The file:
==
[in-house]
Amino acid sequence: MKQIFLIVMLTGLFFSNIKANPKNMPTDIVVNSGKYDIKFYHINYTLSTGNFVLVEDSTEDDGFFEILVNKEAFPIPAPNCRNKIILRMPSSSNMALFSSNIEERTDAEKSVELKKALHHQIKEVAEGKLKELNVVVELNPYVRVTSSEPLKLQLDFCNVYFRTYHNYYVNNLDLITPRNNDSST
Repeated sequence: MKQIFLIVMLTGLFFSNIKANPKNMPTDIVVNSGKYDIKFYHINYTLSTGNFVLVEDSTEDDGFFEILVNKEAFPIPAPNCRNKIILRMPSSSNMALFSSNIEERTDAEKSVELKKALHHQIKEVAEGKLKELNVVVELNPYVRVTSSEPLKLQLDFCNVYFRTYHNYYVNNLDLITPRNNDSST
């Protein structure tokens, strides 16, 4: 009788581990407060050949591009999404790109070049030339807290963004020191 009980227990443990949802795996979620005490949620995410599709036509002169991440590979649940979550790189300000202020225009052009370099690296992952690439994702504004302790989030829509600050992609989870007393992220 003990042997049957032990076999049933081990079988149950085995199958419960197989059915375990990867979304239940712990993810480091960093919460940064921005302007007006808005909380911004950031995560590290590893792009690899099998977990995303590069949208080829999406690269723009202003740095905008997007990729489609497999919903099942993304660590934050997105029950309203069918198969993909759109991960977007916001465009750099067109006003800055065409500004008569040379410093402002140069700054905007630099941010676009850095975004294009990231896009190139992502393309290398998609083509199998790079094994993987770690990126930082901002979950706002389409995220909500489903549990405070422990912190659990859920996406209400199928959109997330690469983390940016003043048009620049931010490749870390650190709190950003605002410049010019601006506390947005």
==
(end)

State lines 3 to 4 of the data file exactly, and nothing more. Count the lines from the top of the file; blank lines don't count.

Repeated sequence: MKQIFLIVMLTGLFFSNIKANPKNMPTDIVVNSGKYDIKFYHINYTLSTGNFVLVEDSTEDDGFFEILVNKEAFPIPAPNCRNKIILRMPSSSNMALFSSNIEERTDAEKSVELKKALHHQIKEVAEGKLKELNVVVELNPYVRVTSSEPLKLQLDFCNVYFRTYHNYYVNNLDLITPRNNDSST
């Protein structure tokens, strides 16, 4: 009788581990407060050949591009999404790109070049030339807290963004020191 009980227990443990949802795996979620005490949620995410599709036509002169991440590979649940979550790189300000202020225009052009370099690296992952690439994702504004302790989030829509600050992609989870007393992220 003990042997049957032990076999049933081990079988149950085995199958419960197989059915375990990867979304239940712990993810480091960093919460940064921005302007007006808005909380911004950031995560590290590893792009690899099998977990995303590069949208080829999406690269723009202003740095905008997007990729489609497999919903099942993304660590934050997105029950309203069918198969993909759109991960977007916001465009750099067109006003800055065409500004008569040379410093402002140069700054905007630099941010676009850095975004294009990231896009190139992502393309290398998609083509199998790079094994993987770690990126930082901002979950706002389409995220909500489903549990405070422990912190659990859920996406209400199928959109997330690469983390940016003043048009620049931010490749870390650190709190950003605002410049010019601006506390947005």